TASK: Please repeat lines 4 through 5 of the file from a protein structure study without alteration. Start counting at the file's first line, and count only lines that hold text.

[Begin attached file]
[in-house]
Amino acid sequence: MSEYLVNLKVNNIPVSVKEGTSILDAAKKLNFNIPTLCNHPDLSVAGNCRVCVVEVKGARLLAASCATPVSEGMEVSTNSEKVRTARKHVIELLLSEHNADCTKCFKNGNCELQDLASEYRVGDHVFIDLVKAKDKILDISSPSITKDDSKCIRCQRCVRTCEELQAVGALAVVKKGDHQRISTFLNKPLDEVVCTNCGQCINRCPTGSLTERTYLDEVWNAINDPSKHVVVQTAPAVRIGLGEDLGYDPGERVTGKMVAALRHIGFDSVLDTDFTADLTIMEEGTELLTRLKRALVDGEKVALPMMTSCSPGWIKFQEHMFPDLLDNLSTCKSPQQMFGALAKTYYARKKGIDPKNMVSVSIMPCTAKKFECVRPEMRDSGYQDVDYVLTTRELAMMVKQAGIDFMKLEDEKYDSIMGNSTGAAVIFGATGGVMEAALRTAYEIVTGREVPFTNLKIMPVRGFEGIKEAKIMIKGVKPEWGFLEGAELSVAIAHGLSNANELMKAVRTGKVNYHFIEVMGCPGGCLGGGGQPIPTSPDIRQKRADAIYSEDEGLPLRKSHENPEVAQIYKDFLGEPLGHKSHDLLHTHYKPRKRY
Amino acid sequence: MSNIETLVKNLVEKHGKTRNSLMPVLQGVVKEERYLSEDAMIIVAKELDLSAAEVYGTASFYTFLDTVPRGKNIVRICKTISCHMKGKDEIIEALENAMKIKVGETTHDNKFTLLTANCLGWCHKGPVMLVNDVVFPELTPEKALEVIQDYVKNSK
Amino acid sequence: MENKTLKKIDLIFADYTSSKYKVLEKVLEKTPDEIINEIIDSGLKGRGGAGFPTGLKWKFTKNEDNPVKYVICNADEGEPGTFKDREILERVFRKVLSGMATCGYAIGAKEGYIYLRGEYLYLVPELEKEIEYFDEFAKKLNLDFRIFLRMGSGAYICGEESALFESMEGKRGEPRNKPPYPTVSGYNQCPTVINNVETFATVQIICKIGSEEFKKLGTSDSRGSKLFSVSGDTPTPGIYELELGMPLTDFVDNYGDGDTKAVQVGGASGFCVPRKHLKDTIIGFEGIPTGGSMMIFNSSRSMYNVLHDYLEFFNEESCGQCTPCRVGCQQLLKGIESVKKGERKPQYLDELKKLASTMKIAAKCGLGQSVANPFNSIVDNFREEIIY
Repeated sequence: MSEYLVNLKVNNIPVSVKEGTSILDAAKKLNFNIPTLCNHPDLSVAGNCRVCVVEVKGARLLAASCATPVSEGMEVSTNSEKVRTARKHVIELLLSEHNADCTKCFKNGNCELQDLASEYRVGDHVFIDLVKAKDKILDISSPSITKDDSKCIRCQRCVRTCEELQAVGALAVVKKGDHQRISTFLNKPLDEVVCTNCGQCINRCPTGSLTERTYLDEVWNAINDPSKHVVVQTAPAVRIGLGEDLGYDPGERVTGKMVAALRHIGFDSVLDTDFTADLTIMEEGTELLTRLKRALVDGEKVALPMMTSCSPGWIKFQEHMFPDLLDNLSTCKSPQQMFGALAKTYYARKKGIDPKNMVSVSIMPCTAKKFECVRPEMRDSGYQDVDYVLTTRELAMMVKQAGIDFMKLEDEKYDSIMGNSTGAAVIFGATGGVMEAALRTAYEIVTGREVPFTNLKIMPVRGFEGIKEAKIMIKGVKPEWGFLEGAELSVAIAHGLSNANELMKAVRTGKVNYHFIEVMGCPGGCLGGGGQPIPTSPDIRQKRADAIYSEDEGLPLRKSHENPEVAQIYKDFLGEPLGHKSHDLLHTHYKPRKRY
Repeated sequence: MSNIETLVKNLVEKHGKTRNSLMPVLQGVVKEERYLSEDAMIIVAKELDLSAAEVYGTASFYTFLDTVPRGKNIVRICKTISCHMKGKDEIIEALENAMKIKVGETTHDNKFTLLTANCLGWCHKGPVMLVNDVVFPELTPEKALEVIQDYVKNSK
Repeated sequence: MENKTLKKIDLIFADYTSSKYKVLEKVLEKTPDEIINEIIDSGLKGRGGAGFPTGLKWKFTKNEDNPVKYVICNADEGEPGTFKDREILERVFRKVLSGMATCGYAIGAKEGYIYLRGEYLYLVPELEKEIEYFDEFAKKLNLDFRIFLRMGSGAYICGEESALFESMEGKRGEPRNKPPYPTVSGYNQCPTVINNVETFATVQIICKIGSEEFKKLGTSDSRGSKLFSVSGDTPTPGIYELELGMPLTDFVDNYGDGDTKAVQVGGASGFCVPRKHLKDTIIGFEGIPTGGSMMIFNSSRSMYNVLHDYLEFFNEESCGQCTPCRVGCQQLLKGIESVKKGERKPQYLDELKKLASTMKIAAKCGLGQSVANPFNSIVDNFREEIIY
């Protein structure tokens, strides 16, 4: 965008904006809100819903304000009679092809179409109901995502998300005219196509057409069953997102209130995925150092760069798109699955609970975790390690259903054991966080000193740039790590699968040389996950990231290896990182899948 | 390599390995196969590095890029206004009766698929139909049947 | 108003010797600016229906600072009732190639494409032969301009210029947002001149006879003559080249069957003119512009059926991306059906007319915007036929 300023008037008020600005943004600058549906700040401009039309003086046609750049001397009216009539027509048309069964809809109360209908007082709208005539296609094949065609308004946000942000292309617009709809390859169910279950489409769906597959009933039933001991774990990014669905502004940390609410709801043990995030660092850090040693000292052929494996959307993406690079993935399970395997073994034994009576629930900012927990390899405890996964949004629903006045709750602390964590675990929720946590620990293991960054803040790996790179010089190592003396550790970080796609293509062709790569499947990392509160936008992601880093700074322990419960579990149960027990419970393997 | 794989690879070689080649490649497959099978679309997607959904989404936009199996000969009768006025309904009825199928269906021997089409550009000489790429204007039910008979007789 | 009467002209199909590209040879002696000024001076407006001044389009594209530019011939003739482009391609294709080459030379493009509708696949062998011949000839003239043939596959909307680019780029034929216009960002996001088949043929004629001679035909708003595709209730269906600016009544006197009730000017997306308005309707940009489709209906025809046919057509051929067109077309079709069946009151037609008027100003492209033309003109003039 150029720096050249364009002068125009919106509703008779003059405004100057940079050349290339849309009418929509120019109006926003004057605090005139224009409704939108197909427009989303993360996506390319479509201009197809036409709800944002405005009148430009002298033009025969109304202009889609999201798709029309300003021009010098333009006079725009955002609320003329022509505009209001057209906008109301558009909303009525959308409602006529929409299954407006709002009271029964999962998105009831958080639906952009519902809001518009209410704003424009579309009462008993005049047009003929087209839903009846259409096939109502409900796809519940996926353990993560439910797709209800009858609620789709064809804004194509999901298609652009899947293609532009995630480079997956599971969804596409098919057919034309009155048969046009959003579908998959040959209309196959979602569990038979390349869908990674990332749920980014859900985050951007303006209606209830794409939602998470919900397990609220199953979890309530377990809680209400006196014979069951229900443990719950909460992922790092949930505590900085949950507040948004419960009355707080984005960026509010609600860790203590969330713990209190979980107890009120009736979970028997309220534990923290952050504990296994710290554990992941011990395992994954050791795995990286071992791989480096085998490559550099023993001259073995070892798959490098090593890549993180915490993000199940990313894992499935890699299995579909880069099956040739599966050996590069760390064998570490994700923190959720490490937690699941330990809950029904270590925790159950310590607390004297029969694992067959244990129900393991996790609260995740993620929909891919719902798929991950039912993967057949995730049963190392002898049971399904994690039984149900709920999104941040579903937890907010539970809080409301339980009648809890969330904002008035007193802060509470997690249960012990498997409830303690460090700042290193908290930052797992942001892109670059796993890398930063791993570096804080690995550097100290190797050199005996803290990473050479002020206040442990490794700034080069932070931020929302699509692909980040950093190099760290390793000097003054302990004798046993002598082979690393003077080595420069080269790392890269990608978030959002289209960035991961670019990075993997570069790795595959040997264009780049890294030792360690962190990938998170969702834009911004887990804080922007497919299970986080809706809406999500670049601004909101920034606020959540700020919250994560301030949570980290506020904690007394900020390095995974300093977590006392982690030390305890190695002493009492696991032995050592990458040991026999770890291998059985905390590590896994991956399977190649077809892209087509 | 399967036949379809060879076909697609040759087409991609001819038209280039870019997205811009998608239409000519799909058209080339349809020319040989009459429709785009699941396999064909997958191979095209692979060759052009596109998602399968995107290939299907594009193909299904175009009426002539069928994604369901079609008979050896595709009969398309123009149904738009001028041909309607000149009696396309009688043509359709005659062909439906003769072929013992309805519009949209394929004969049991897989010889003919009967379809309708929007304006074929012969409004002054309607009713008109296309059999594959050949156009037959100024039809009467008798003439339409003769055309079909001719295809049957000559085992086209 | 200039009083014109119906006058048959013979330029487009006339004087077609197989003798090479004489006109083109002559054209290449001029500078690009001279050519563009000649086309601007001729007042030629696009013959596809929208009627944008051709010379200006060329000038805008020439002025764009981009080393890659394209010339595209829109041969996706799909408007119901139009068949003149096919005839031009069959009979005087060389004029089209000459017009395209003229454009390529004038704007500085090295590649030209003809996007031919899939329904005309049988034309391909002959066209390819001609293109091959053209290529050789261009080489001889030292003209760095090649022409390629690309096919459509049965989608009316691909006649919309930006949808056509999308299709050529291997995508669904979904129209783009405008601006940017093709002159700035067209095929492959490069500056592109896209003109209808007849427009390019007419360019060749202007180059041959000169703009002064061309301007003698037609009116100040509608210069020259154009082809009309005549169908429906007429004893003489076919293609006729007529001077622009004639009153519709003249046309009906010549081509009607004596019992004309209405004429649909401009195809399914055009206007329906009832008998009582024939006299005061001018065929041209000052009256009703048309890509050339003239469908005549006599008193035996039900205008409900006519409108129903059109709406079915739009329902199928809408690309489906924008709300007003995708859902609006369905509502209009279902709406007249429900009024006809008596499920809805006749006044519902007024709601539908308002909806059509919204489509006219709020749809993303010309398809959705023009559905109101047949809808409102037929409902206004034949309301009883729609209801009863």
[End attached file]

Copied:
Amino acid sequence: MENKTLKKIDLIFADYTSSKYKVLEKVLEKTPDEIINEIIDSGLKGRGGAGFPTGLKWKFTKNEDNPVKYVICNADEGEPGTFKDREILERVFRKVLSGMATCGYAIGAKEGYIYLRGEYLYLVPELEKEIEYFDEFAKKLNLDFRIFLRMGSGAYICGEESALFESMEGKRGEPRNKPPYPTVSGYNQCPTVINNVETFATVQIICKIGSEEFKKLGTSDSRGSKLFSVSGDTPTPGIYELELGMPLTDFVDNYGDGDTKAVQVGGASGFCVPRKHLKDTIIGFEGIPTGGSMMIFNSSRSMYNVLHDYLEFFNEESCGQCTPCRVGCQQLLKGIESVKKGERKPQYLDELKKLASTMKIAAKCGLGQSVANPFNSIVDNFREEIIY
Repeated sequence: MSEYLVNLKVNNIPVSVKEGTSILDAAKKLNFNIPTLCNHPDLSVAGNCRVCVVEVKGARLLAASCATPVSEGMEVSTNSEKVRTARKHVIELLLSEHNADCTKCFKNGNCELQDLASEYRVGDHVFIDLVKAKDKILDISSPSITKDDSKCIRCQRCVRTCEELQAVGALAVVKKGDHQRISTFLNKPLDEVVCTNCGQCINRCPTGSLTERTYLDEVWNAINDPSKHVVVQTAPAVRIGLGEDLGYDPGERVTGKMVAALRHIGFDSVLDTDFTADLTIMEEGTELLTRLKRALVDGEKVALPMMTSCSPGWIKFQEHMFPDLLDNLSTCKSPQQMFGALAKTYYARKKGIDPKNMVSVSIMPCTAKKFECVRPEMRDSGYQDVDYVLTTRELAMMVKQAGIDFMKLEDEKYDSIMGNSTGAAVIFGATGGVMEAALRTAYEIVTGREVPFTNLKIMPVRGFEGIKEAKIMIKGVKPEWGFLEGAELSVAIAHGLSNANELMKAVRTGKVNYHFIEVMGCPGGCLGGGGQPIPTSPDIRQKRADAIYSEDEGLPLRKSHENPEVAQIYKDFLGEPLGHKSHDLLHTHYKPRKRY